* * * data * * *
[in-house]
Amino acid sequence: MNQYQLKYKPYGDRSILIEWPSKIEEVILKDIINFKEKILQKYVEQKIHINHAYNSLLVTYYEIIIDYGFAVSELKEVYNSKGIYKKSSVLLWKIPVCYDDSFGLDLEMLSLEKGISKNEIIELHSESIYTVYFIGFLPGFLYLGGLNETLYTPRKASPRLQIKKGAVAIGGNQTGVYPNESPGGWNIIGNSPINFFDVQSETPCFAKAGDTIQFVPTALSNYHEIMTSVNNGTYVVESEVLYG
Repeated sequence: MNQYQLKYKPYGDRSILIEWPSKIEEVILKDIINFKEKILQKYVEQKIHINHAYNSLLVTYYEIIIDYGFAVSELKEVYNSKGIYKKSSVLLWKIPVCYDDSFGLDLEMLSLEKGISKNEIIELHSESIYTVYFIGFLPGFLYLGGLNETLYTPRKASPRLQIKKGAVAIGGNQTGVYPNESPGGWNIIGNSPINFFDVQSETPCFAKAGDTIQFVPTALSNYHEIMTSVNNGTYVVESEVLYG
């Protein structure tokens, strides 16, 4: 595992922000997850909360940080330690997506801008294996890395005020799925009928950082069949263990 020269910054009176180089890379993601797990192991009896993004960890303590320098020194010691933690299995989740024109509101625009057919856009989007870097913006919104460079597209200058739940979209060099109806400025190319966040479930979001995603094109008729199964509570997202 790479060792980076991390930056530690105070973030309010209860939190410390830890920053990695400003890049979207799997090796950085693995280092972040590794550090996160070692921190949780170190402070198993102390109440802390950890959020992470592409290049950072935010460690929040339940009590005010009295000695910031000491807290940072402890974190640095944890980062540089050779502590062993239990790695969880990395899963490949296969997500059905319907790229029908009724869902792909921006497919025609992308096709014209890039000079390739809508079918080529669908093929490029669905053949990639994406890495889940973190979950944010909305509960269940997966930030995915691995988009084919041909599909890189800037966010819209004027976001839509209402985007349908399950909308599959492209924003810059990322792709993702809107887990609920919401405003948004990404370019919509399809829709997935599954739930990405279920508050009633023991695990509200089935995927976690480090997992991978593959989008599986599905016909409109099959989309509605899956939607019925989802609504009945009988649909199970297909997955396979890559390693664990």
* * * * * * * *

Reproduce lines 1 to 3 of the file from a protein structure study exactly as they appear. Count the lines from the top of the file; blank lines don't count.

[in-house]
Amino acid sequence: MNQYQLKYKPYGDRSILIEWPSKIEEVILKDIINFKEKILQKYVEQKIHINHAYNSLLVTYYEIIIDYGFAVSELKEVYNSKGIYKKSSVLLWKIPVCYDDSFGLDLEMLSLEKGISKNEIIELHSESIYTVYFIGFLPGFLYLGGLNETLYTPRKASPRLQIKKGAVAIGGNQTGVYPNESPGGWNIIGNSPINFFDVQSETPCFAKAGDTIQFVPTALSNYHEIMTSVNNGTYVVESEVLYG
Repeated sequence: MNQYQLKYKPYGDRSILIEWPSKIEEVILKDIINFKEKILQKYVEQKIHINHAYNSLLVTYYEIIIDYGFAVSELKEVYNSKGIYKKSSVLLWKIPVCYDDSFGLDLEMLSLEKGISKNEIIELHSESIYTVYFIGFLPGFLYLGGLNETLYTPRKASPRLQIKKGAVAIGGNQTGVYPNESPGGWNIIGNSPINFFDVQSETPCFAKAGDTIQFVPTALSNYHEIMTSVNNGTYVVESEVLYG